On Wed, Jun 4, 2014 at 2:50 PM, Robert Haas <robertmh...@gmail.com> wrote: > The thing I was concerned about is that the system might have been in > recovery for months. What was hot at the time the base backup was > taken seems like a poor guide to what will be hot at the time of > promotion. Consider a history table, for example: the pages at the > end, which have just been written, are much more likely to be useful > than anything earlier.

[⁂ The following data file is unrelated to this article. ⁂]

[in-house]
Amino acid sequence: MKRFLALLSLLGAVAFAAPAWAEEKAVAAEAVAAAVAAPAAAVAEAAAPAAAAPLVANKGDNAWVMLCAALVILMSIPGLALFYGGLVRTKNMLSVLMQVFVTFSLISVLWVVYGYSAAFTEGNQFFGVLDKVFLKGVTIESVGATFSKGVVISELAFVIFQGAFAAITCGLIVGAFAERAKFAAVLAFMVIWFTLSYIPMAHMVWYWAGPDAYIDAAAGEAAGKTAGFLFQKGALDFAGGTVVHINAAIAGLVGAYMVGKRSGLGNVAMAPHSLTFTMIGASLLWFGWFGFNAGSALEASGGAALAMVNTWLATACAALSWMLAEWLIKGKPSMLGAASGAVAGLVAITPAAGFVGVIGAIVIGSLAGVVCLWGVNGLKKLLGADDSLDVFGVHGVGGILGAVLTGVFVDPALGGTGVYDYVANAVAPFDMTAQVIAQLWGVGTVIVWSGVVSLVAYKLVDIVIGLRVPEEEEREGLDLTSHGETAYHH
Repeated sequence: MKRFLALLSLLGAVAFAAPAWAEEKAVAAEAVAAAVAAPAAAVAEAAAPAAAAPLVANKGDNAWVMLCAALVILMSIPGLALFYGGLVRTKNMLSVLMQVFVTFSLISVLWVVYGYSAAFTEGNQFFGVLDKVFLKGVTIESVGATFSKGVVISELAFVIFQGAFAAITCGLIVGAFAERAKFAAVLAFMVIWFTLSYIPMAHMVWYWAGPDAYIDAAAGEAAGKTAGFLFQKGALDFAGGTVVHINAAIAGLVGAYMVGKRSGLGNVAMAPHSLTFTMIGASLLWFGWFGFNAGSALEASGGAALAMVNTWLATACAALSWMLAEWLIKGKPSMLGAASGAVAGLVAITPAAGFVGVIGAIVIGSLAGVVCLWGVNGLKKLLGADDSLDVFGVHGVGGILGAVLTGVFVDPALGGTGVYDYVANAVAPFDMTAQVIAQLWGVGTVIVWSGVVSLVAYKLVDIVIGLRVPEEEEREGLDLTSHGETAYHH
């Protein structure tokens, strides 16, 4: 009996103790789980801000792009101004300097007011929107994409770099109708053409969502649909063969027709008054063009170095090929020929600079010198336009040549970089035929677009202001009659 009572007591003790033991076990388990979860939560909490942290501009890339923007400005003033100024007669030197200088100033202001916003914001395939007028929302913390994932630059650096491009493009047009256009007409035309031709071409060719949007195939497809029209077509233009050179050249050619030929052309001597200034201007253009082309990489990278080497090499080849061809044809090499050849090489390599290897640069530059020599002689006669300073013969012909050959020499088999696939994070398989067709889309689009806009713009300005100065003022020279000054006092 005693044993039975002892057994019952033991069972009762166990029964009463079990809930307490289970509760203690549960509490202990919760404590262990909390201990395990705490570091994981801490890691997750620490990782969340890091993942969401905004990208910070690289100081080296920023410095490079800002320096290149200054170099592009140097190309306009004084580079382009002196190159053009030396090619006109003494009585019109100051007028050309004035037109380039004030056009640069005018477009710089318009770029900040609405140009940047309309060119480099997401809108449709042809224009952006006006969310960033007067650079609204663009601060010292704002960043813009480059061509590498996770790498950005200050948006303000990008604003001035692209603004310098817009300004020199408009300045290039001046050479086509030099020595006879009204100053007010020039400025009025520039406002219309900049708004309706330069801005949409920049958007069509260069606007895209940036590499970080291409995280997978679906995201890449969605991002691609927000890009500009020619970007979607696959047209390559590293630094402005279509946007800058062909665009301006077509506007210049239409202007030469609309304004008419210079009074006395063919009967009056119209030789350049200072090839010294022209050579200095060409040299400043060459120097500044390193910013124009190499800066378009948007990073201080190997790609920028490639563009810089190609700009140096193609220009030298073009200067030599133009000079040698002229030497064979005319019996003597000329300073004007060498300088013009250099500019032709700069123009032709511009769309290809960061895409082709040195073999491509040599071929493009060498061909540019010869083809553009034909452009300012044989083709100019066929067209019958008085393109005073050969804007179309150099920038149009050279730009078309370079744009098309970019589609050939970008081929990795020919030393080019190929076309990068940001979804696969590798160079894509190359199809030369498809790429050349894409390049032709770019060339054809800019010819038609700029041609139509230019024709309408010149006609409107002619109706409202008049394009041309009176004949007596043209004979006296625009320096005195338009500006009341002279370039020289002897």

I think you are specifically talking about a warm-standby that runs recovery for months before being brought online. As described in my response to Amit, if the base backup used to create that standby was taken after the BlockReaders had restored the buffers (which should complete within few minutes of startup, even for large databases), then there's no concern since the base backup wouldn't contain the save-files. If it's a hot-standby, the restore process would start as soon as the database starts accepting connections, finish soon after, and get completely out of the way of the normal recovery process. At which point the buffers populated by the recovery would compete only with the buffers being requested by backends, which is the normal behaviour. Best regards, -- Gurjeet Singh http://gurjeet.singh.im/ EDB www.EnterpriseDB.com -- Sent via pgsql-hackers mailing list (firstname.lastname@example.org) To make changes to your subscription: http://www.postgresql.org/mailpref/pgsql-hackers